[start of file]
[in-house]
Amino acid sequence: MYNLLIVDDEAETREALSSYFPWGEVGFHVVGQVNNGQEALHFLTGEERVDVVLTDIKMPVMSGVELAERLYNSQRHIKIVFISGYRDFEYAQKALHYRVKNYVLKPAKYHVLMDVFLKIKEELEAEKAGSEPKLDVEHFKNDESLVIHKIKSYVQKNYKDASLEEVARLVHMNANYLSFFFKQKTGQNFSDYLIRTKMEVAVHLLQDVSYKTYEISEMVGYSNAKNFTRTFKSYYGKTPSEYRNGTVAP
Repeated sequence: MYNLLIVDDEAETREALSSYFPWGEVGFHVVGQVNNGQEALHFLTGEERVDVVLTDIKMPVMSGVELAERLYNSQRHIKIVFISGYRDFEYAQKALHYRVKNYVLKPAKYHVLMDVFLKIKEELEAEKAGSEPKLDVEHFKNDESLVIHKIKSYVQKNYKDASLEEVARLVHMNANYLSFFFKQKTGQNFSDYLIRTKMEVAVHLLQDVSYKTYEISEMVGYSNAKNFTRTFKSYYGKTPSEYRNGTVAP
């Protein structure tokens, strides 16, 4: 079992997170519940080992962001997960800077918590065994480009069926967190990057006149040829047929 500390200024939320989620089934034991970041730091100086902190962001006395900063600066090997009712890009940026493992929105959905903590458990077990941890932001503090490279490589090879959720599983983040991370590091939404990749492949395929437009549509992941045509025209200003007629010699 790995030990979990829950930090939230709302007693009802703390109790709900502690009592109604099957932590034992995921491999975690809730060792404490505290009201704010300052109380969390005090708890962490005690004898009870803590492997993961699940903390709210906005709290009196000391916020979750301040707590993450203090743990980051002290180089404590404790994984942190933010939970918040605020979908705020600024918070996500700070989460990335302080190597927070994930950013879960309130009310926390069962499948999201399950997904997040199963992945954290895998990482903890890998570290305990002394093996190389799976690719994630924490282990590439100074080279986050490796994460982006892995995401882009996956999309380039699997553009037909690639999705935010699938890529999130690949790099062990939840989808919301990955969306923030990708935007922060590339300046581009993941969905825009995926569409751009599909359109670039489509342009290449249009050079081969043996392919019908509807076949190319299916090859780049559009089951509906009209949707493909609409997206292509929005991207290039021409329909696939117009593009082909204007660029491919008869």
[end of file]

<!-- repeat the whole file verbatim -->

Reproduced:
[in-house]
Amino acid sequence: MYNLLIVDDEAETREALSSYFPWGEVGFHVVGQVNNGQEALHFLTGEERVDVVLTDIKMPVMSGVELAERLYNSQRHIKIVFISGYRDFEYAQKALHYRVKNYVLKPAKYHVLMDVFLKIKEELEAEKAGSEPKLDVEHFKNDESLVIHKIKSYVQKNYKDASLEEVARLVHMNANYLSFFFKQKTGQNFSDYLIRTKMEVAVHLLQDVSYKTYEISEMVGYSNAKNFTRTFKSYYGKTPSEYRNGTVAP
Repeated sequence: MYNLLIVDDEAETREALSSYFPWGEVGFHVVGQVNNGQEALHFLTGEERVDVVLTDIKMPVMSGVELAERLYNSQRHIKIVFISGYRDFEYAQKALHYRVKNYVLKPAKYHVLMDVFLKIKEELEAEKAGSEPKLDVEHFKNDESLVIHKIKSYVQKNYKDASLEEVARLVHMNANYLSFFFKQKTGQNFSDYLIRTKMEVAVHLLQDVSYKTYEISEMVGYSNAKNFTRTFKSYYGKTPSEYRNGTVAP
């Protein structure tokens, strides 16, 4: 079992997170519940080992962001997960800077918590065994480009069926967190990057006149040829047929 500390200024939320989620089934034991970041730091100086902190962001006395900063600066090997009712890009940026493992929105959905903590458990077990941890932001503090490279490589090879959720599983983040991370590091939404990749492949395929437009549509992941045509025209200003007629010699 790995030990979990829950930090939230709302007693009802703390109790709900502690009592109604099957932590034992995921491999975690809730060792404490505290009201704010300052109380969390005090708890962490005690004898009870803590492997993961699940903390709210906005709290009196000391916020979750301040707590993450203090743990980051002290180089404590404790994984942190933010939970918040605020979908705020600024918070996500700070989460990335302080190597927070994930950013879960309130009310926390069962499948999201399950997904997040199963992945954290895998990482903890890998570290305990002394093996190389799976690719994630924490282990590439100074080279986050490796994460982006892995995401882009996956999309380039699997553009037909690639999705935010699938890529999130690949790099062990939840989808919301990955969306923030990708935007922060590339300046581009993941969905825009995926569409751009599909359109670039489509342009290449249009050079081969043996392919019908509807076949190319299916090859780049559009089951509906009209949707493909609409997206292509929005991207290039021409329909696939117009593009082909204007660029491919008869």